Robert Faires' Top 10 (+1) Theatre Riches of 2017

From monsters to mountains, wolves to wild horses, the year came alive with figures boldly created onstage

<i>Let the Right One In</i>
Let the Right One In (Photo by Lawrence Peart)

1) LET THE RIGHT ONE IN (National Theatre of Scotland/Texas Performing Arts)/THR3E ZISTERS (Salvage Vanguard Theater) In a year of monstrosities, monsters ruled the stage. Our regular Scots visitors (The Strange Undoing of Prudencia Hart, Black Watch) blew into town with a distinctly Scandinavian chill: that of the 2008 Swedish film about young love and vampirism. From the brooding birch forest onstage to the eerie otherness of Lucy Mangan's Eli to the brutal climax at an indoor pool (strikingly represented by a huge water-filled glass tank), this One kept my blood pressure high even as it made my veins run cold. SVT revived the dead sisters of its 2015 deconstruction of Chekhov and let them bite the patriarchy intent on manipulating them. Zisters was as exhilarating as before, and given the political climate, what better time to have ghouls gone wild?

2) FUN HOME (National tour/Long Cen­ter) Dell Hall couldn't match this Tony-winning musical's Broadway house for intimacy, but the touring version still made every room in this Home a chamber of the heart. A stellar cast conveyed all the ache and humor in the Bechdel family members' searches for self and for connections to one another.

3) PRIDE AND PREJUDICE (Mary Moody Northen Theatre) Jane Austen with class – the polished style and the stratified social system integral to her novels. Everyone working on this MMNT show was on the same page regarding money and status, and the result was a romance with stakes, sumptuous clothes by Jennifer Davis, and a glorious comic turn by Mary Cox as Mrs. Bennet.

4) THE BROTHERS SIZE (Capital T Theatre) We never saw a bayou, but we felt the heat of Louisiana, as well as the force of Yoruba spirits and the taut bonds among three men, all thanks to the rich lyricism of Tarell Alvin McCraney's script and potent performances, most notably a powerhouse turn by John Christopher.

5) NOT EVERY MOUNTAIN (Rude Mechs) Kirk Lynn's extended prayerlike poem offered an elegant soundtrack to Thomas Graves and crew's erecting and dismantling a miniature mountain range made of cardboard on the Off Center floor – the most original and mesmerizing act of theatrical creation all year.

6) WILD HORSES (Vortex Repertory Company) A boisterous bareback ride back into the wilds of being 13 in the Seventies, courtesy of Allison Gregory's brilliantly evocative script and Jennifer Coy Jennings' vibrant solo performance. A ride I'd take again.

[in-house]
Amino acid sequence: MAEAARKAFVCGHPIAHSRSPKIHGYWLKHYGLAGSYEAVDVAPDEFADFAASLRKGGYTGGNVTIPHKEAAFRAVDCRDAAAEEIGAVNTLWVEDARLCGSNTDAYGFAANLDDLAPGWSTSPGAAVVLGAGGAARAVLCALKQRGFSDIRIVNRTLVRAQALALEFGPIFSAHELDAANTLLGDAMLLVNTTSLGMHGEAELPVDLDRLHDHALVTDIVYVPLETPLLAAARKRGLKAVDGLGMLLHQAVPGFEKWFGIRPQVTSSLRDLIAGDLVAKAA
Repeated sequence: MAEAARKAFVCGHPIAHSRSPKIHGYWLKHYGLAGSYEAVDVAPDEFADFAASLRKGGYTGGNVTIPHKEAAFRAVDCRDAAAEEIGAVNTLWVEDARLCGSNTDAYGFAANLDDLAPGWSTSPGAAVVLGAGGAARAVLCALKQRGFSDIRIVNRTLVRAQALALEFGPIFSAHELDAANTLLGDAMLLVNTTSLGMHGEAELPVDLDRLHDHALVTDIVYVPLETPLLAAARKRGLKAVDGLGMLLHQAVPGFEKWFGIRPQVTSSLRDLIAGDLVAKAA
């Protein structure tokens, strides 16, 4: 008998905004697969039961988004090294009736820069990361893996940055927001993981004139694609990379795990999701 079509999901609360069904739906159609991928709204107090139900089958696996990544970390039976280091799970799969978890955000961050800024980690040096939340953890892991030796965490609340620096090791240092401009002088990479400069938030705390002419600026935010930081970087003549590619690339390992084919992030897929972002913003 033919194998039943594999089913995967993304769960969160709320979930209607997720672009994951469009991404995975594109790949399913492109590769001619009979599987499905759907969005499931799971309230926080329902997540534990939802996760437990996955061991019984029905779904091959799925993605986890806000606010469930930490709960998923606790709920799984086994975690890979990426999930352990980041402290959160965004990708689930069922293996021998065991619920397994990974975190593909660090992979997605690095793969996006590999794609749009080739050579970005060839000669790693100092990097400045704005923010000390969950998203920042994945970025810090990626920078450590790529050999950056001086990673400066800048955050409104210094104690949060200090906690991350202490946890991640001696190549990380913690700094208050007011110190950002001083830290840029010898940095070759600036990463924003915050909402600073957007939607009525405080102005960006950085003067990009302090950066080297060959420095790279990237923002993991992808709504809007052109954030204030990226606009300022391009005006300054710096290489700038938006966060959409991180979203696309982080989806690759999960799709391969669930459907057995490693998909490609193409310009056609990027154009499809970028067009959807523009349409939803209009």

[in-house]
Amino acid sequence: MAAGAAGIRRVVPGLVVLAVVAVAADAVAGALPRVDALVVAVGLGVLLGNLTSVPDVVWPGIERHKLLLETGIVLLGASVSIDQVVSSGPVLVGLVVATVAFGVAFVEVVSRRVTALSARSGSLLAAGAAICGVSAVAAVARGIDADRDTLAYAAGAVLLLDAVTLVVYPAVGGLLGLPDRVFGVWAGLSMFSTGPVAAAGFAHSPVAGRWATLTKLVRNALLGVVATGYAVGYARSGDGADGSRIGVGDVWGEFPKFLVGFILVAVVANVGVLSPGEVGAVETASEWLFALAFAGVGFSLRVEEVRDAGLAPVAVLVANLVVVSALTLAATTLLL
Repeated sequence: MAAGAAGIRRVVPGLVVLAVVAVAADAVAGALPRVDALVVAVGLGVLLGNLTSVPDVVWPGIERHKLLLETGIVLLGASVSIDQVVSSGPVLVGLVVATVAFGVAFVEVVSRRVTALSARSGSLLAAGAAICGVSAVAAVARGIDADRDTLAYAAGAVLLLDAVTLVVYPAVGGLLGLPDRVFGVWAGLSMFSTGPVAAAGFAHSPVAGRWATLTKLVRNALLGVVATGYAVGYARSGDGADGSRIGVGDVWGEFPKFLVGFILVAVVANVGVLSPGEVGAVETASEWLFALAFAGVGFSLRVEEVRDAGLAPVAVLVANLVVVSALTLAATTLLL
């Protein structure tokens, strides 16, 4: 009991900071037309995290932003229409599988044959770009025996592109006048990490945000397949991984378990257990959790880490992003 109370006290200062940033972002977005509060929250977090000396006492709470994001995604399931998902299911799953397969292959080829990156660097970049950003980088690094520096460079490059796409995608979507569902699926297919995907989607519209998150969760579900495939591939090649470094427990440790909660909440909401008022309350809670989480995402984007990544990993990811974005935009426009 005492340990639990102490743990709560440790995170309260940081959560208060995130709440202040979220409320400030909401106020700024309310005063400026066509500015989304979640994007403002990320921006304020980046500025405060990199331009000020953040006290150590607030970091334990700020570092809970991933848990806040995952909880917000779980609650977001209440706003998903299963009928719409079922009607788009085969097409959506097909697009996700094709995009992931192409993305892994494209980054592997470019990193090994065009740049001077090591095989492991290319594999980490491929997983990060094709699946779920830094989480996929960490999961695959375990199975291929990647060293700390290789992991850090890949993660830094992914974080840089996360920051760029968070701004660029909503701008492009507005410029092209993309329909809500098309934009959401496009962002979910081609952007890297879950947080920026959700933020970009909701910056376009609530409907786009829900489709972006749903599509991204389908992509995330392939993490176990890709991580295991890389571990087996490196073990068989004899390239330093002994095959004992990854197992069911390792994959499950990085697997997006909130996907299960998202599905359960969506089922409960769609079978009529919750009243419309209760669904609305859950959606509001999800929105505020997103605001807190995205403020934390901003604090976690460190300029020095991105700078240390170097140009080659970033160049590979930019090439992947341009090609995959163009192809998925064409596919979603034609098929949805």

7) THE WOLVES (Hyde Park Theatre) Family bias notwithstanding (my daughter assistant directed), Ken Webster's production brought out the inner lives of girls on a high school soccer team with a rare honesty and compassion. In this ensemble, every player scored.

8) CATALINA DE ERAUSO (Paper Chairs) Oh, Dustin Wills, how we've missed your bracingly inventive direction, and how well it served Elizabeth Doss' exploration of history through the dramatized life of a 17th century nun turned conquistador. Also among the year's best ensemble and design work.

9) HENRY IV (Hidden Room Theatre) Another of director Beth Burns' jaunts into Shakespearean history, this time with all the young dudes decked out in Seventies glam. The show was fired by Judd Farris' volcanic Hotspur and cooled by Robert Matney's deliciously louche, leisure suit-wearing Falstaff.

10) HIDEOUT IMPROV MARATHON, HOURS 46-48 (Hideout Theatre) The Hideout's annual endurance test made it down to the wire with no signs of fatigue, just marvelously entertaining forays into the worlds of Peter Pan and Shakespeare, plus a handful of surprisingly heartfelt improvised duet scenes.

11) LADY DAY AT EMERSON'S BAR & GRILL (Zach Theatre) Jazz legend Billie Holiday in the flesh – or so it felt in a breathtaking turn by Chanel, who gave herself over to the singer's sorrow and suffering, and let it bleed out in song, sounding eerily like Lady Day.



UNDERGROUND (Vortex Repertory)

TWENTYEIGHT (Gale Theatre Company)


IN THE HEIGHTS (Zach Theatre)

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Top 10s, National Theatre of Scotland, Texas Performing Arts, Salvage Vanguard Theater, Mary Moody Northen Theatre, Jennifer Davis, Mary Cox, Capital T Theatre, John Christopher, Rude Mechs, Kirk Lynn, Thomas Graves, Vortex Repertory Company, Allison Gregory, Jennifer Coy Jennings, Hyde Park Theatre, Ken Webster, Paper Chairs, Dustin Wills, Elizabeth Doss

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